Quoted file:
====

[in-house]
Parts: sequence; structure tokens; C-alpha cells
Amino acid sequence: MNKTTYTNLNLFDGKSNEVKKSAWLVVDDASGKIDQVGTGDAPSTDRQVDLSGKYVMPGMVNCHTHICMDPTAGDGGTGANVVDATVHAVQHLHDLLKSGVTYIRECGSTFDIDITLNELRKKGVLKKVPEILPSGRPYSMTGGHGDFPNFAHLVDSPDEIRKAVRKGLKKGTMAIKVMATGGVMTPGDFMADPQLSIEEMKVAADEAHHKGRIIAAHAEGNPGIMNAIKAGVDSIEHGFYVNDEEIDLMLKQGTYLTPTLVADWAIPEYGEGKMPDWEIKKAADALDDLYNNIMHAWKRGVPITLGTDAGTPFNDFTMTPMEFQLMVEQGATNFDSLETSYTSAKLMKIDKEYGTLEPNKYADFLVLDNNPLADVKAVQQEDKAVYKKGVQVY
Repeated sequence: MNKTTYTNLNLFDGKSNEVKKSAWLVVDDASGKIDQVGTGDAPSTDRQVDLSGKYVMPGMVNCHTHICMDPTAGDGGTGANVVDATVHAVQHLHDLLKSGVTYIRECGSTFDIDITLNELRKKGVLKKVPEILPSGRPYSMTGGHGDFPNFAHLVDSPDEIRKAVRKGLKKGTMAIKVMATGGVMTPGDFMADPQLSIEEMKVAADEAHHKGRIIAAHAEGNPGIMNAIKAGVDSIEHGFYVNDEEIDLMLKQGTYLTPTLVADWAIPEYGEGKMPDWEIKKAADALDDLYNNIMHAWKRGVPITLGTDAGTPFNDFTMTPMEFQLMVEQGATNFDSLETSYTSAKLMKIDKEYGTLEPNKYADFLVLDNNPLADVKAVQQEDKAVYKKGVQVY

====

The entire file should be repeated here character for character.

[in-house]
Parts: sequence; structure tokens; C-alpha cells
Amino acid sequence: MNKTTYTNLNLFDGKSNEVKKSAWLVVDDASGKIDQVGTGDAPSTDRQVDLSGKYVMPGMVNCHTHICMDPTAGDGGTGANVVDATVHAVQHLHDLLKSGVTYIRECGSTFDIDITLNELRKKGVLKKVPEILPSGRPYSMTGGHGDFPNFAHLVDSPDEIRKAVRKGLKKGTMAIKVMATGGVMTPGDFMADPQLSIEEMKVAADEAHHKGRIIAAHAEGNPGIMNAIKAGVDSIEHGFYVNDEEIDLMLKQGTYLTPTLVADWAIPEYGEGKMPDWEIKKAADALDDLYNNIMHAWKRGVPITLGTDAGTPFNDFTMTPMEFQLMVEQGATNFDSLETSYTSAKLMKIDKEYGTLEPNKYADFLVLDNNPLADVKAVQQEDKAVYKKGVQVY
Repeated sequence: MNKTTYTNLNLFDGKSNEVKKSAWLVVDDASGKIDQVGTGDAPSTDRQVDLSGKYVMPGMVNCHTHICMDPTAGDGGTGANVVDATVHAVQHLHDLLKSGVTYIRECGSTFDIDITLNELRKKGVLKKVPEILPSGRPYSMTGGHGDFPNFAHLVDSPDEIRKAVRKGLKKGTMAIKVMATGGVMTPGDFMADPQLSIEEMKVAADEAHHKGRIIAAHAEGNPGIMNAIKAGVDSIEHGFYVNDEEIDLMLKQGTYLTPTLVADWAIPEYGEGKMPDWEIKKAADALDDLYNNIMHAWKRGVPITLGTDAGTPFNDFTMTPMEFQLMVEQGATNFDSLETSYTSAKLMKIDKEYGTLEPNKYADFLVLDNNPLADVKAVQQEDKAVYKKGVQVY